Pump Considerations for Variable Speed Applications

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Pump Considerations for Variable Speed Applications

Pump Considerations for Variable Speed Applications

Variable speed pumping using a Variable Frequency Drive (VFD) can be a powerful tool in a pump system. However, incorrect application can do more harm than good, reducing the overall life of your pump and increasing your operational costs. We will go over some of the important considerations for a well-designed variable speed system in order to get the most out of your pump, but first let’s look at why you may or may not want to use a VFD.

Three of the most common reasons to use a VFD are to soft start or soft stop a pump to prevent water hammer, to match variable inflow to equalize a tank, or to compensate for unknown system conditions. For all three of these cases, it’s important to ask “Is a VFD the most appropriate means for achieving what we want?” In order to make that decision, it is important to focus on some basics.

First, in order to make any accurate judgment of your requirements, you MUST know your system. This includes the overall piping length, the quantity and type of fittings used to calculate losses, the static head, and the inflow. These will allow you to accurately plot your system curve, which is crucial for making informed decisions about variable speed operation. If you do not know your system, it can be difficult to predict how your pump will react in a given situation and it may move into unfavorable operating conditions.
Pump Considerations for Variable Speed Applications system curve
As a review, a pump will operate where the system curve intersects with the pump performance curve. This is referred to as the duty point and it is the point where a pump will operate in constant speed operation. However, reducing the speed of a pump, will move the pump performance curve lower, thus changing the duty point. This has the tendency to move the duty point further and further left along the performance curve, potentially out of the Acceptable Operating Region (AOR) of the pump.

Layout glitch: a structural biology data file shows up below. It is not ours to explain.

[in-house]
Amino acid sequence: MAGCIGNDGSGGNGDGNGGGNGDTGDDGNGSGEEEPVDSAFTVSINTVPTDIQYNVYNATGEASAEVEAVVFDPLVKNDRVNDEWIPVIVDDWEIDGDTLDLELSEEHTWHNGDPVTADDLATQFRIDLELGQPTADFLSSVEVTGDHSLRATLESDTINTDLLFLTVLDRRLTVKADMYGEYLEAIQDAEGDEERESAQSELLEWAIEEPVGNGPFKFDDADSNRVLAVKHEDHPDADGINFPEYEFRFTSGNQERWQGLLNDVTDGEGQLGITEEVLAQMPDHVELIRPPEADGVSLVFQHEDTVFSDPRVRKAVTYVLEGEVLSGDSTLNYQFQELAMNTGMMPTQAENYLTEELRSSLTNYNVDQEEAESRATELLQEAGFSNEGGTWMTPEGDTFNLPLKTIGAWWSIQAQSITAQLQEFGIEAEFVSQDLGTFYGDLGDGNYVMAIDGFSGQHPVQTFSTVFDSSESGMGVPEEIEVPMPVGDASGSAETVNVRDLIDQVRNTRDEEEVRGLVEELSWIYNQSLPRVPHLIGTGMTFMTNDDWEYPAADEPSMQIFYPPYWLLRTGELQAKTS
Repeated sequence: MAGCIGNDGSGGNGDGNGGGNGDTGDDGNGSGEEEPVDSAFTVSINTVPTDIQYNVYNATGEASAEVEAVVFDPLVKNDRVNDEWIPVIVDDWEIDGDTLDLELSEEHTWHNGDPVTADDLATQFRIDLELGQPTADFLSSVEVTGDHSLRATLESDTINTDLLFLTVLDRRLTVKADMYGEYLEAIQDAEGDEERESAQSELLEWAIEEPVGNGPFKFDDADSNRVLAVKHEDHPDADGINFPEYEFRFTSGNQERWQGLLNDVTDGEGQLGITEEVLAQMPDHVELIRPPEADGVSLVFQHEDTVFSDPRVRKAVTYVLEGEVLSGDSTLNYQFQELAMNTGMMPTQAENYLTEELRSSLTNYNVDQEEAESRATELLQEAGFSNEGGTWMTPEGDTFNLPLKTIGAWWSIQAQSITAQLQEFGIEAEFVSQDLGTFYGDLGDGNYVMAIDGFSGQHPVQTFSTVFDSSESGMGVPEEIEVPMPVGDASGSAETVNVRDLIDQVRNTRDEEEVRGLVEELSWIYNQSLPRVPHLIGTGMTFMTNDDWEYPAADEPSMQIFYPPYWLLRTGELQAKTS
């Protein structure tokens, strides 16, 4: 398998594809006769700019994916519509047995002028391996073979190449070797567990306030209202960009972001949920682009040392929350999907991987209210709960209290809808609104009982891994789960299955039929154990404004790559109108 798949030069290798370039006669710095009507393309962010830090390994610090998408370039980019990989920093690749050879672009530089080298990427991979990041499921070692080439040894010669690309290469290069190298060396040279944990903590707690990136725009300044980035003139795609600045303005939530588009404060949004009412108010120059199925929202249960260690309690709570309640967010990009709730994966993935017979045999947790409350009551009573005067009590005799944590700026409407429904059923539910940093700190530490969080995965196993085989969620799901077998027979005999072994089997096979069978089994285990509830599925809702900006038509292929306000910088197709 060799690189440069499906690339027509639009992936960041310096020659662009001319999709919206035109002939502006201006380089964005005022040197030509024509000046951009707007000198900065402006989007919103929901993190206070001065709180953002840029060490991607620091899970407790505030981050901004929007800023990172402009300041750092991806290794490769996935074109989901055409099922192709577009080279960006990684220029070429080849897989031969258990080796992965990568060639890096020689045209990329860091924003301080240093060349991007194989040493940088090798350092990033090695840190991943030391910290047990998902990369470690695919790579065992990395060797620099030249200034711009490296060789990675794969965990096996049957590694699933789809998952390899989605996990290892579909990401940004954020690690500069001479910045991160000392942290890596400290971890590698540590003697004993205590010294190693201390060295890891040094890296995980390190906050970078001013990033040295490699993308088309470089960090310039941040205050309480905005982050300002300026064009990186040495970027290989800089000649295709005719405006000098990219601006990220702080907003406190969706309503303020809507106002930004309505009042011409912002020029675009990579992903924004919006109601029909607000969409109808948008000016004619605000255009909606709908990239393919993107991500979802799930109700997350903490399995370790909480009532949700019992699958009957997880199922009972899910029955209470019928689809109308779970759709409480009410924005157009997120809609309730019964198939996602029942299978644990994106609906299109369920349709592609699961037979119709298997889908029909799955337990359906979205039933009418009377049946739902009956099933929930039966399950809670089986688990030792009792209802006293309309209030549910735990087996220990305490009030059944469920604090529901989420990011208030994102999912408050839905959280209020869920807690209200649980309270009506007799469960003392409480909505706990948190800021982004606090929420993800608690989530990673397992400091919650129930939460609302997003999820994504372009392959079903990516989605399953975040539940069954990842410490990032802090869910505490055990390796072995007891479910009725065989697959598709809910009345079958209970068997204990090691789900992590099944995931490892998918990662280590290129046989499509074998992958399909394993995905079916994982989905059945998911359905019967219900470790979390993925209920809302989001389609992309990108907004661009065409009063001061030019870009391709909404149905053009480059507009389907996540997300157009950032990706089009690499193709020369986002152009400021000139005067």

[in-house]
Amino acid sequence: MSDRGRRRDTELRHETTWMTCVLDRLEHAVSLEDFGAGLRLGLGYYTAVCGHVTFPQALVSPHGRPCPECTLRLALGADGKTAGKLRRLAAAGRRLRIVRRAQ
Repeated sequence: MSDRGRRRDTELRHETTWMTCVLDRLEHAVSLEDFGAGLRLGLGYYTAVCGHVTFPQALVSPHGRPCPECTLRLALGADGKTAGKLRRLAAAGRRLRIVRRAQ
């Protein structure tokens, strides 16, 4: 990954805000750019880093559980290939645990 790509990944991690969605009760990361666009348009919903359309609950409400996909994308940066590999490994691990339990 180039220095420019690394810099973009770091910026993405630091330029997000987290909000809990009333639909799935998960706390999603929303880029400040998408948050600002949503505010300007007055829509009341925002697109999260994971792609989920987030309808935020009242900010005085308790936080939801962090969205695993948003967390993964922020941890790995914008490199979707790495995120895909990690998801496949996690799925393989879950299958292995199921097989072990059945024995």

Pump Considerations for Variable Speed Applications Acceptable Operating Region
As performance moves to the left of the AOR, the pump will be subjected to low efficiency, high radial and axial forces, and recirculation which can increase NPSHR and lead to cavitation. These can all contribute to a greatly reduced pump life expectancy.

Something to consider, is that the higher the static head of the system, the more the duty point will shift left. The example below shows both a system curve with low static head and with high static head that are both operating at the Best Efficiency Point (BEP) on a full speed performance curve. As the speed decreases, the low static head system remains operating at BEP, but the high static head moves progressively to the left of the curve.
Pump Considerations for Variable Speed Applications full speed performance curve.
We can see in this example that variable speed pumping must be very carefully considered when designing systems with high static head, such as pump-down systems. In this application, it is often a better solution to use on/off regulation and/or parallel pumps in the system. Remember: an additional pump in a pump station adds redundancy that can reduce emergency callouts and lifecycle costs.

Even in a low static head system that is comfortably operating at BEP, another issue can arise. Low speed pumping is vulnerable to soft clogging and sedimentation in the piping. This is most commonly found in installations where a VFD is being applied to compensate for unknown system conditions, such as a retrofit.

Without knowing exactly what the system conditions are, it is very easy to simply decrease the pump speed until the desired flow is achieved and not worry about what is happening throughout the piping. However, as flow decreases with a VFD, so too does water velocity in the piping. If the velocity falls below the recommended minimum of 2 ft/s (0.6 m/s) the system becomes susceptible to sedimentation in the line. It is important to always identify minimum operating speeds for your pump in order to prevent flow falling below the acceptable velocity.

Variable Speed Pumping, like any tool, is useful in some applications and detrimental in others, and it is up to engineers and designers to determine whether it is the correct tool for a given job. Work put in during the design and research phase can pay back many times over in preventing troublesome lifecycle issues that will haunt the pump and station for years to come.

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